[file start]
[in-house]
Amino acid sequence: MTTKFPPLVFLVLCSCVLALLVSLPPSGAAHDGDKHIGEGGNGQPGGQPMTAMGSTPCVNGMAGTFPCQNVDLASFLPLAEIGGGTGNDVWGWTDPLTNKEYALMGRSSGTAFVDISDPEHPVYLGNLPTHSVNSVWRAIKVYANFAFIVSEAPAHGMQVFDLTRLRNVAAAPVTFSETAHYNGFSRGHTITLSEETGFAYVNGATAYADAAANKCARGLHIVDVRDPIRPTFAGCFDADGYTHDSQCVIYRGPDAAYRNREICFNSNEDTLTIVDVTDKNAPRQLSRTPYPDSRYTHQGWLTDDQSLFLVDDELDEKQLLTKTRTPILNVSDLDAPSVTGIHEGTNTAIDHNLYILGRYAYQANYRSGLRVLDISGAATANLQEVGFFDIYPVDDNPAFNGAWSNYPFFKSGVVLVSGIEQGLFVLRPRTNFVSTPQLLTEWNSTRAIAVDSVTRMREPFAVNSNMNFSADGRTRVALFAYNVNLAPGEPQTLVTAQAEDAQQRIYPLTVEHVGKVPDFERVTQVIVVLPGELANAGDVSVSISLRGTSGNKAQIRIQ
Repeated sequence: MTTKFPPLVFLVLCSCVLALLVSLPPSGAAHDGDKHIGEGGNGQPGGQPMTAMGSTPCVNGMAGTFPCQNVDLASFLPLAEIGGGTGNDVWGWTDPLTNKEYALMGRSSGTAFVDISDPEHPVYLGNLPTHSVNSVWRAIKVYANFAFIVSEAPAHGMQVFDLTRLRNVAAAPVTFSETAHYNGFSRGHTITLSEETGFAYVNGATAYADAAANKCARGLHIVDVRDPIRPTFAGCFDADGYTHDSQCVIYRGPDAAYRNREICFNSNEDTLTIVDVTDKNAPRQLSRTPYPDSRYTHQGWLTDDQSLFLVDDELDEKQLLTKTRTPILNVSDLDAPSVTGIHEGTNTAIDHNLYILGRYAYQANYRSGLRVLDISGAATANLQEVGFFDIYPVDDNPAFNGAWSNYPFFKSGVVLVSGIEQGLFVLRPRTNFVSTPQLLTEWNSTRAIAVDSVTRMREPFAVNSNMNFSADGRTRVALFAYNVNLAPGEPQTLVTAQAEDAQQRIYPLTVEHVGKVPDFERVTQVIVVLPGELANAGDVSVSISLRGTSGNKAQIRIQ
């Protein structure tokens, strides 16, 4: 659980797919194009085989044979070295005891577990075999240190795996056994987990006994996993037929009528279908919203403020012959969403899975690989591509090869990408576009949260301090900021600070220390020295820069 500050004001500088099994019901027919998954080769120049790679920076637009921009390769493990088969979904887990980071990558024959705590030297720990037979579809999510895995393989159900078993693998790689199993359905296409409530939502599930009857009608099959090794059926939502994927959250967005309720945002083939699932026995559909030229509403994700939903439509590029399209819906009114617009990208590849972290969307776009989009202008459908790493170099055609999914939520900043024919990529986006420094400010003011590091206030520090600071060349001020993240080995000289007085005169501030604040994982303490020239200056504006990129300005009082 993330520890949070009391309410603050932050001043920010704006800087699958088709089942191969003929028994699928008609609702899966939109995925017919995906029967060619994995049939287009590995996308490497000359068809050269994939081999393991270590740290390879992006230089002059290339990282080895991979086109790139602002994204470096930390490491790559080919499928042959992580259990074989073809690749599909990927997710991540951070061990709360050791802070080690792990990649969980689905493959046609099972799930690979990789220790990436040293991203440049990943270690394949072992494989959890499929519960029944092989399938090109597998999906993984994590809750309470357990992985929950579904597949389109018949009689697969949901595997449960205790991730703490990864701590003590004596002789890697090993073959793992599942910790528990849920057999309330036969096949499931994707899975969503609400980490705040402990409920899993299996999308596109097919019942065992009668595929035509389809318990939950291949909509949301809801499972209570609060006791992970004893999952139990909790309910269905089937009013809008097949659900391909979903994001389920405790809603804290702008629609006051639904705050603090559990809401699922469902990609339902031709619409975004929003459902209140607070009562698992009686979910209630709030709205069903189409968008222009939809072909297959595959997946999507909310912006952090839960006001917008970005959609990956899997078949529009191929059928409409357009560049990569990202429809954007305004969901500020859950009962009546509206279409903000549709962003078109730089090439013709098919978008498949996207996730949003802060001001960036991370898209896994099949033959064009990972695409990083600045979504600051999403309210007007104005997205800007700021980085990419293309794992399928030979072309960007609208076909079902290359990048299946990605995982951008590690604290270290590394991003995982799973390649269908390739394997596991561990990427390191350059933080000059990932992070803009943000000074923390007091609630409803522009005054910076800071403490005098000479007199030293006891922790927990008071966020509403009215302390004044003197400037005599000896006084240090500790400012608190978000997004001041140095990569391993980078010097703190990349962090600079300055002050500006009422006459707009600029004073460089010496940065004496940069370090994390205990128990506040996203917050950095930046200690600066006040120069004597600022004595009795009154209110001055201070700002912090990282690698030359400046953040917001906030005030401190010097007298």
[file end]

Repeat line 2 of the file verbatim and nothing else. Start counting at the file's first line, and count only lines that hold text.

Amino acid sequence: MTTKFPPLVFLVLCSCVLALLVSLPPSGAAHDGDKHIGEGGNGQPGGQPMTAMGSTPCVNGMAGTFPCQNVDLASFLPLAEIGGGTGNDVWGWTDPLTNKEYALMGRSSGTAFVDISDPEHPVYLGNLPTHSVNSVWRAIKVYANFAFIVSEAPAHGMQVFDLTRLRNVAAAPVTFSETAHYNGFSRGHTITLSEETGFAYVNGATAYADAAANKCARGLHIVDVRDPIRPTFAGCFDADGYTHDSQCVIYRGPDAAYRNREICFNSNEDTLTIVDVTDKNAPRQLSRTPYPDSRYTHQGWLTDDQSLFLVDDELDEKQLLTKTRTPILNVSDLDAPSVTGIHEGTNTAIDHNLYILGRYAYQANYRSGLRVLDISGAATANLQEVGFFDIYPVDDNPAFNGAWSNYPFFKSGVVLVSGIEQGLFVLRPRTNFVSTPQLLTEWNSTRAIAVDSVTRMREPFAVNSNMNFSADGRTRVALFAYNVNLAPGEPQTLVTAQAEDAQQRIYPLTVEHVGKVPDFERVTQVIVVLPGELANAGDVSVSISLRGTSGNKAQIRIQ